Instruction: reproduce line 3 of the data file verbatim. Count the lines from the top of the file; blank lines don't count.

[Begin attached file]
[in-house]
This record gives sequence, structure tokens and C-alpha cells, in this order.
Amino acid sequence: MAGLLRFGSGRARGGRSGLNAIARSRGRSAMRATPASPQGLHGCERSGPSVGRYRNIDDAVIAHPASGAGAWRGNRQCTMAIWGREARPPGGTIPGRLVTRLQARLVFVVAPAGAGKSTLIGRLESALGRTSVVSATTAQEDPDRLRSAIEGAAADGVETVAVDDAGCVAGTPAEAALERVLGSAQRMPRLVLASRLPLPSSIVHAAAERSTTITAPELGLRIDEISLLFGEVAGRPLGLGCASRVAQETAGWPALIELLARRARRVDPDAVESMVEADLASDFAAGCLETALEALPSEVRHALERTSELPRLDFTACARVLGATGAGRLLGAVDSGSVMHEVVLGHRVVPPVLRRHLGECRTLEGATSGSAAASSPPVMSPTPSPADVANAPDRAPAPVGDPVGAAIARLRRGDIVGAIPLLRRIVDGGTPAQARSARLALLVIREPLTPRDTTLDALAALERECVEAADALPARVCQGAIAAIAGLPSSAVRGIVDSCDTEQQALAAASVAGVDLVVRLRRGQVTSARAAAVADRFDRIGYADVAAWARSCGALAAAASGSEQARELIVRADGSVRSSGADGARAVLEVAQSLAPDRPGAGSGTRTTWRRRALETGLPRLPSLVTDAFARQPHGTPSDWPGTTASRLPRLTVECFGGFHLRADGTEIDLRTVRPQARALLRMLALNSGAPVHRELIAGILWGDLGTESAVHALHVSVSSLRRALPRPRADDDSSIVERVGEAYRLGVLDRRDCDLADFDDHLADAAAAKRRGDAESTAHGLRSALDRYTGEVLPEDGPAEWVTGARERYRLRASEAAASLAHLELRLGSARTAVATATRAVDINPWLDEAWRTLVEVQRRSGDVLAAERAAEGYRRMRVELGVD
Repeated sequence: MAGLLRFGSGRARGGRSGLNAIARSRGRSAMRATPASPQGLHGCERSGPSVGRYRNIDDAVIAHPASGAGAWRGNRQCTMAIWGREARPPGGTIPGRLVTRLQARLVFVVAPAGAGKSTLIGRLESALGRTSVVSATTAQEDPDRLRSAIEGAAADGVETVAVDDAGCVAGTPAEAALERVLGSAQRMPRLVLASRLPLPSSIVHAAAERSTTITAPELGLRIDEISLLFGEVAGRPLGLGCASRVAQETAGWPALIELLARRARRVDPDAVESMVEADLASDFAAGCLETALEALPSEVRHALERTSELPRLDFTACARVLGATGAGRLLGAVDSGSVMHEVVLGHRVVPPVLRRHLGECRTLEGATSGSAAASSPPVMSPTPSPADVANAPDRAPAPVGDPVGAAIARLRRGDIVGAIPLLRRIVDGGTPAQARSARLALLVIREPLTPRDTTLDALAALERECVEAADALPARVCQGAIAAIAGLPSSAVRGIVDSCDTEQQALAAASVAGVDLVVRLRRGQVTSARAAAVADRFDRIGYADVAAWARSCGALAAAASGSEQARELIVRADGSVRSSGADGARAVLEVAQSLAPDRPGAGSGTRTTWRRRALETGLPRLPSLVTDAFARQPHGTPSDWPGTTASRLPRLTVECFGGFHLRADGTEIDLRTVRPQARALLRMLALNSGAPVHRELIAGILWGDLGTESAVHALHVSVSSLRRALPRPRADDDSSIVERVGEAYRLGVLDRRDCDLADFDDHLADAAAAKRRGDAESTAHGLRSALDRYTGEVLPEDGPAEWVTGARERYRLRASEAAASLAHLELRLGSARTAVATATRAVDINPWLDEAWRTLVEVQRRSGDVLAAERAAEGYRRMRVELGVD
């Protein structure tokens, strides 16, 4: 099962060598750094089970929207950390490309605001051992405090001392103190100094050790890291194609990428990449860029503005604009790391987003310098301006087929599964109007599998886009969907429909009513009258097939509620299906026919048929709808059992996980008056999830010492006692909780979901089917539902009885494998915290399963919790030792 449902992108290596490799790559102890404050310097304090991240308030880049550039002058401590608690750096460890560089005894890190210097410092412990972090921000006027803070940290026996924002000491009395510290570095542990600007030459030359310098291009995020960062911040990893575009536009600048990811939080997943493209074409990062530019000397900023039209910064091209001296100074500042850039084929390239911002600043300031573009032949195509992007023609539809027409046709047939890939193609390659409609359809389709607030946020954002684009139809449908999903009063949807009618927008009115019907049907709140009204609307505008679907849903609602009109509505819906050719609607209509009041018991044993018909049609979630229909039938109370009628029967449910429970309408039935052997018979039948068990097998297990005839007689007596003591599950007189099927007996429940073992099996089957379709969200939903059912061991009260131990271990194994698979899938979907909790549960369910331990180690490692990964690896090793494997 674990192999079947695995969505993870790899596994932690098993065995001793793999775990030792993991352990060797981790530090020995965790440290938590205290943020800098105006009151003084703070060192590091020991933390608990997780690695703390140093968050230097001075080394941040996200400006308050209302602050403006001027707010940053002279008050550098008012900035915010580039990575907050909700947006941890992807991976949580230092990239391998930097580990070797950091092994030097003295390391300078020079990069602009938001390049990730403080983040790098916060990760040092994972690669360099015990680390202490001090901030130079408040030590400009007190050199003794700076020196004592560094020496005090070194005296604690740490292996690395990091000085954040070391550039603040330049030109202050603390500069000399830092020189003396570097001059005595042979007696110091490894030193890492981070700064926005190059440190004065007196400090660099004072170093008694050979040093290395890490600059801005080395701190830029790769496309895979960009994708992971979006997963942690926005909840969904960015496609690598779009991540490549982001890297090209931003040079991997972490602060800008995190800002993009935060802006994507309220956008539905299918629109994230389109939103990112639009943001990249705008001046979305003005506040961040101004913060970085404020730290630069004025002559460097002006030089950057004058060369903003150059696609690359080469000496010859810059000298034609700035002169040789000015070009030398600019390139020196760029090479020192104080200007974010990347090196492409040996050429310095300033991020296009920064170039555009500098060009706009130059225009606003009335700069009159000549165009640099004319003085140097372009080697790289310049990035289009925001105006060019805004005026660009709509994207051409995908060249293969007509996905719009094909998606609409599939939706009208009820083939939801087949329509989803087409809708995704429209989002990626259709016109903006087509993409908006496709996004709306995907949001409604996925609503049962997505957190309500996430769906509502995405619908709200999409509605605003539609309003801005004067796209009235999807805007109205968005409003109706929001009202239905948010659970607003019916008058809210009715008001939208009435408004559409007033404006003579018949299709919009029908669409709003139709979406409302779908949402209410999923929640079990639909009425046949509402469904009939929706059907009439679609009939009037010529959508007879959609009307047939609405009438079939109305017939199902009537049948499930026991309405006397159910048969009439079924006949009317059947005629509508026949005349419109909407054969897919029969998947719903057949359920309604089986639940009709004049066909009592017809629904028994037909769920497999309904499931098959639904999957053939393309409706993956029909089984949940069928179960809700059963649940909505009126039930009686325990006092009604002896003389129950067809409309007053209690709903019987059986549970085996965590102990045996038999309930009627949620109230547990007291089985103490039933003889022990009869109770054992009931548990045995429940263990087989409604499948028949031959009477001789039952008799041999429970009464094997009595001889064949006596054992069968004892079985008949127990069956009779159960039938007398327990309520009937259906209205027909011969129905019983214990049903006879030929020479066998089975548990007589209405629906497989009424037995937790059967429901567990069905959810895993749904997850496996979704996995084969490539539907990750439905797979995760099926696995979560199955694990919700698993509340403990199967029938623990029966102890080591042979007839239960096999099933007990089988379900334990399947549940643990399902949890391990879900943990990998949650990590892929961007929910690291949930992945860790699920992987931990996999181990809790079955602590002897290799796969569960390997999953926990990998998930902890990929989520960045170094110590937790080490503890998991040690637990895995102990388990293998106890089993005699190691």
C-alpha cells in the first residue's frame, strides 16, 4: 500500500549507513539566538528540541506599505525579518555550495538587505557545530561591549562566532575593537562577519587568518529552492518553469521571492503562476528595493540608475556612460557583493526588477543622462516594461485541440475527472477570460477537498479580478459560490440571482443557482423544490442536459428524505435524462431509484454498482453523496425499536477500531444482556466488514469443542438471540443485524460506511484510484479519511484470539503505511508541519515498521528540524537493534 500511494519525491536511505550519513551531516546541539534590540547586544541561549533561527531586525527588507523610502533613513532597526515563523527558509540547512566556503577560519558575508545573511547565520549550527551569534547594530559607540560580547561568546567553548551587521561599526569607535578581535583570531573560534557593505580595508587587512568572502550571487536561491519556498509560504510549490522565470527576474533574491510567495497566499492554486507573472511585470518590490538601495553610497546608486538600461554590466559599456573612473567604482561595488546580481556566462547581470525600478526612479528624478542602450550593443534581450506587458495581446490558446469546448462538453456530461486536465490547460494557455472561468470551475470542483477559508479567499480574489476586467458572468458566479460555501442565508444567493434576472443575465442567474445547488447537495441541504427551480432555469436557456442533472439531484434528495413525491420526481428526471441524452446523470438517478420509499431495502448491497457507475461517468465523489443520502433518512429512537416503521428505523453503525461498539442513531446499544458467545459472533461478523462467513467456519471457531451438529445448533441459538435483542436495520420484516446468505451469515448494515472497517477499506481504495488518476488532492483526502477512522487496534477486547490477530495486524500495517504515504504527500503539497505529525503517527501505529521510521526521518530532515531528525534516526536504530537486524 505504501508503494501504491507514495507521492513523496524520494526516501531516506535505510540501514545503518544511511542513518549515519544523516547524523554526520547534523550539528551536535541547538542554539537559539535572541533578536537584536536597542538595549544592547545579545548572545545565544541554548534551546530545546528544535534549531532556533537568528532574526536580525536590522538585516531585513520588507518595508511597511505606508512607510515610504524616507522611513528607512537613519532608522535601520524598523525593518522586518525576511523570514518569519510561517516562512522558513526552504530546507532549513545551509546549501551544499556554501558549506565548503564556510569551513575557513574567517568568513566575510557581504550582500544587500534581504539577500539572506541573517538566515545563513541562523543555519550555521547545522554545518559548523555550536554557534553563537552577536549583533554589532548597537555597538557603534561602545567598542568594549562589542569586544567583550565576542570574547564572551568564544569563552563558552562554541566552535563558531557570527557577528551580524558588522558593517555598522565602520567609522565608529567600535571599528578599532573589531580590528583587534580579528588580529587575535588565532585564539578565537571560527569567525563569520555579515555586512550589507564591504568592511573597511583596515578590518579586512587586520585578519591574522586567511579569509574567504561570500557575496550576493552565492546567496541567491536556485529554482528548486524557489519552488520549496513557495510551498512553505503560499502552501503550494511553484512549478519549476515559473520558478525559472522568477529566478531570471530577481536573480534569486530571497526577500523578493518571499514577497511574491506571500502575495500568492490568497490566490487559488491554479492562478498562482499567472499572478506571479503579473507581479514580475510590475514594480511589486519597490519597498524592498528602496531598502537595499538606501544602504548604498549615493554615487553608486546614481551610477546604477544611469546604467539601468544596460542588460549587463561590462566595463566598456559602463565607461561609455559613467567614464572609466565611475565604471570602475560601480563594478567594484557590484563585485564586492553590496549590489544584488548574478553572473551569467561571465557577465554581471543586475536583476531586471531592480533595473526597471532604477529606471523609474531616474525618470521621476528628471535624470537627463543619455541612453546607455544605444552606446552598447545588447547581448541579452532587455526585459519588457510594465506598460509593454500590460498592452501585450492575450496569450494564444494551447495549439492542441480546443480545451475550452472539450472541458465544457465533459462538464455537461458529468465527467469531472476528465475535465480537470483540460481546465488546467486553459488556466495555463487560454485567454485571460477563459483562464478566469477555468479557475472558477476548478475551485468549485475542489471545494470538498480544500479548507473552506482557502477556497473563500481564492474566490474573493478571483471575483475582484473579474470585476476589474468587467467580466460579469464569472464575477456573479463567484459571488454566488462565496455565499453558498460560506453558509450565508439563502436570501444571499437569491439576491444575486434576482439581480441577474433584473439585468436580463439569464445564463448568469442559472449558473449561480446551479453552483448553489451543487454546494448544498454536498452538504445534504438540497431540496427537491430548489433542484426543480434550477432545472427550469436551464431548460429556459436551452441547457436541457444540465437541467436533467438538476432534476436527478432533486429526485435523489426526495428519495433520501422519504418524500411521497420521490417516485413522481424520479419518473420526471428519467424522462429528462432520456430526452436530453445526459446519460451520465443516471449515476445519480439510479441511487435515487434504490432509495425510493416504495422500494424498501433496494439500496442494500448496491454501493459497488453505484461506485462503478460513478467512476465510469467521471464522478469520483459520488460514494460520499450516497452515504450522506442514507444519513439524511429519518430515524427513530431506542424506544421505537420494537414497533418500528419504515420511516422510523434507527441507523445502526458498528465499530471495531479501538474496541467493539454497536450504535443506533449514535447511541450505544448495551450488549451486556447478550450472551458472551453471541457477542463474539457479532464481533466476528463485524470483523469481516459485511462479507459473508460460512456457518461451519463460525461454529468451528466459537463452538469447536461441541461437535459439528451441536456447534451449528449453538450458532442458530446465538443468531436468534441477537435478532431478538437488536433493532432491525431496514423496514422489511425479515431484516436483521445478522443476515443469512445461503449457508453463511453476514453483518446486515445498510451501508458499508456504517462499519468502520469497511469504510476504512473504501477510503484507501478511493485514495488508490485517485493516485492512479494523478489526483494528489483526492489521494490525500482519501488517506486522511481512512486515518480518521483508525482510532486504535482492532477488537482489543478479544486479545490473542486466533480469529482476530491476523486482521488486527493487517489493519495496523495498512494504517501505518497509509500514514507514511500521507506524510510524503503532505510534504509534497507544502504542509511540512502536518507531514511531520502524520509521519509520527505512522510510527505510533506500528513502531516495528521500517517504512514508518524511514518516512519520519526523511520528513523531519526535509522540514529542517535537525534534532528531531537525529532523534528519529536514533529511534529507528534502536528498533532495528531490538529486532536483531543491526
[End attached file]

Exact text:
Amino acid sequence: MAGLLRFGSGRARGGRSGLNAIARSRGRSAMRATPASPQGLHGCERSGPSVGRYRNIDDAVIAHPASGAGAWRGNRQCTMAIWGREARPPGGTIPGRLVTRLQARLVFVVAPAGAGKSTLIGRLESALGRTSVVSATTAQEDPDRLRSAIEGAAADGVETVAVDDAGCVAGTPAEAALERVLGSAQRMPRLVLASRLPLPSSIVHAAAERSTTITAPELGLRIDEISLLFGEVAGRPLGLGCASRVAQETAGWPALIELLARRARRVDPDAVESMVEADLASDFAAGCLETALEALPSEVRHALERTSELPRLDFTACARVLGATGAGRLLGAVDSGSVMHEVVLGHRVVPPVLRRHLGECRTLEGATSGSAAASSPPVMSPTPSPADVANAPDRAPAPVGDPVGAAIARLRRGDIVGAIPLLRRIVDGGTPAQARSARLALLVIREPLTPRDTTLDALAALERECVEAADALPARVCQGAIAAIAGLPSSAVRGIVDSCDTEQQALAAASVAGVDLVVRLRRGQVTSARAAAVADRFDRIGYADVAAWARSCGALAAAASGSEQARELIVRADGSVRSSGADGARAVLEVAQSLAPDRPGAGSGTRTTWRRRALETGLPRLPSLVTDAFARQPHGTPSDWPGTTASRLPRLTVECFGGFHLRADGTEIDLRTVRPQARALLRMLALNSGAPVHRELIAGILWGDLGTESAVHALHVSVSSLRRALPRPRADDDSSIVERVGEAYRLGVLDRRDCDLADFDDHLADAAAAKRRGDAESTAHGLRSALDRYTGEVLPEDGPAEWVTGARERYRLRASEAAASLAHLELRLGSARTAVATATRAVDINPWLDEAWRTLVEVQRRSGDVLAAERAAEGYRRMRVELGVD